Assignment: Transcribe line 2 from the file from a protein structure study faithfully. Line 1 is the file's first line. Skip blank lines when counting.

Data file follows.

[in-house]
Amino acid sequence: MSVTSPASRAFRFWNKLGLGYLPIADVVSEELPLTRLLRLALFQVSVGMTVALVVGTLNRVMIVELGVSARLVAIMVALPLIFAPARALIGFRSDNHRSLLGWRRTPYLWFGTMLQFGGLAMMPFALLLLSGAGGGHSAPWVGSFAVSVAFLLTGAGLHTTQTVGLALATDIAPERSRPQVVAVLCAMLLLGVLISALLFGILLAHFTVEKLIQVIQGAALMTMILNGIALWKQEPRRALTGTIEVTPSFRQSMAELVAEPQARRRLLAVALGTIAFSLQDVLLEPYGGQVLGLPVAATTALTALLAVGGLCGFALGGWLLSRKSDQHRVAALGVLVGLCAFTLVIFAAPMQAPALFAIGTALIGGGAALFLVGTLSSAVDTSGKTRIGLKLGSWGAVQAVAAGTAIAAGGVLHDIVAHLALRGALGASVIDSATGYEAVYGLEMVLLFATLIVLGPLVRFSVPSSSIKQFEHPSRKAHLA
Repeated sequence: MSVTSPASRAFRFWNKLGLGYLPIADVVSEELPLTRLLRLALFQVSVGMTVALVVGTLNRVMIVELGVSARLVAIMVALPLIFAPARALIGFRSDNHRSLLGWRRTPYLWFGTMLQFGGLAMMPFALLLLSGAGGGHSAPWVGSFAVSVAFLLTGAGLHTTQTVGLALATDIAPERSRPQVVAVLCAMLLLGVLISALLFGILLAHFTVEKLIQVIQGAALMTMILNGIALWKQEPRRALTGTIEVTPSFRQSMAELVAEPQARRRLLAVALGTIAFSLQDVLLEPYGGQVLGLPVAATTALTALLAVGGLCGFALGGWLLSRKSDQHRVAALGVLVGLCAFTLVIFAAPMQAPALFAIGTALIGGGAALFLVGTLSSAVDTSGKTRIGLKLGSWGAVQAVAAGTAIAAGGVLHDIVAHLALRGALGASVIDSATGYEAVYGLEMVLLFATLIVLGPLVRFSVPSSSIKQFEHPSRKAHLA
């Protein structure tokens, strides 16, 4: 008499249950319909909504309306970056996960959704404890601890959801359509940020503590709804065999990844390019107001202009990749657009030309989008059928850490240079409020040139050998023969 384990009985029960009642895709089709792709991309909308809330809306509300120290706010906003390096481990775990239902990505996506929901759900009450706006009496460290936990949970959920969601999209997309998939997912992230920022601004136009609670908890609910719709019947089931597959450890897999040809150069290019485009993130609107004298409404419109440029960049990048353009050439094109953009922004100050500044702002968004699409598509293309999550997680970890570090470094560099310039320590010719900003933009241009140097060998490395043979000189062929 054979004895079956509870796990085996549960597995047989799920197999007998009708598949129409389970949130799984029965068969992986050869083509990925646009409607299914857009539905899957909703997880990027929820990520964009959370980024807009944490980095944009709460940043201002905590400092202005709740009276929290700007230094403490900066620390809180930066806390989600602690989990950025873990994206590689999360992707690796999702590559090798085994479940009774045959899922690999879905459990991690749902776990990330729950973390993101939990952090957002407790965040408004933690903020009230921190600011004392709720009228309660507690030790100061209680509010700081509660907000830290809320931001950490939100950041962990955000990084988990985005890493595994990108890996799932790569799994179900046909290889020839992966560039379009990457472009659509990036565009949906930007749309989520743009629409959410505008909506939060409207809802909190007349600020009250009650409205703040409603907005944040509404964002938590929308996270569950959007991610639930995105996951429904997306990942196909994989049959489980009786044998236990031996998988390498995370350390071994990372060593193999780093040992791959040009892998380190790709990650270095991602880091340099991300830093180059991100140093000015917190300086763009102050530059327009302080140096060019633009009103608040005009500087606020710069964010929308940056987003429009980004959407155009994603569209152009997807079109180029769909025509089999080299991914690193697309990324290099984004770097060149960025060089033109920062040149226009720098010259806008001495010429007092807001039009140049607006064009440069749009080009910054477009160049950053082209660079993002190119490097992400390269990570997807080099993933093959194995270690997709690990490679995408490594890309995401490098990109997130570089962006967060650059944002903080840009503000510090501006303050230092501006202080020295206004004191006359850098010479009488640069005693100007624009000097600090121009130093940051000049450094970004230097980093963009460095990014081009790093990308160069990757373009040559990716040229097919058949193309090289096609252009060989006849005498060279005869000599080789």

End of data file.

Amino acid sequence: MSVTSPASRAFRFWNKLGLGYLPIADVVSEELPLTRLLRLALFQVSVGMTVALVVGTLNRVMIVELGVSARLVAIMVALPLIFAPARALIGFRSDNHRSLLGWRRTPYLWFGTMLQFGGLAMMPFALLLLSGAGGGHSAPWVGSFAVSVAFLLTGAGLHTTQTVGLALATDIAPERSRPQVVAVLCAMLLLGVLISALLFGILLAHFTVEKLIQVIQGAALMTMILNGIALWKQEPRRALTGTIEVTPSFRQSMAELVAEPQARRRLLAVALGTIAFSLQDVLLEPYGGQVLGLPVAATTALTALLAVGGLCGFALGGWLLSRKSDQHRVAALGVLVGLCAFTLVIFAAPMQAPALFAIGTALIGGGAALFLVGTLSSAVDTSGKTRIGLKLGSWGAVQAVAAGTAIAAGGVLHDIVAHLALRGALGASVIDSATGYEAVYGLEMVLLFATLIVLGPLVRFSVPSSSIKQFEHPSRKAHLA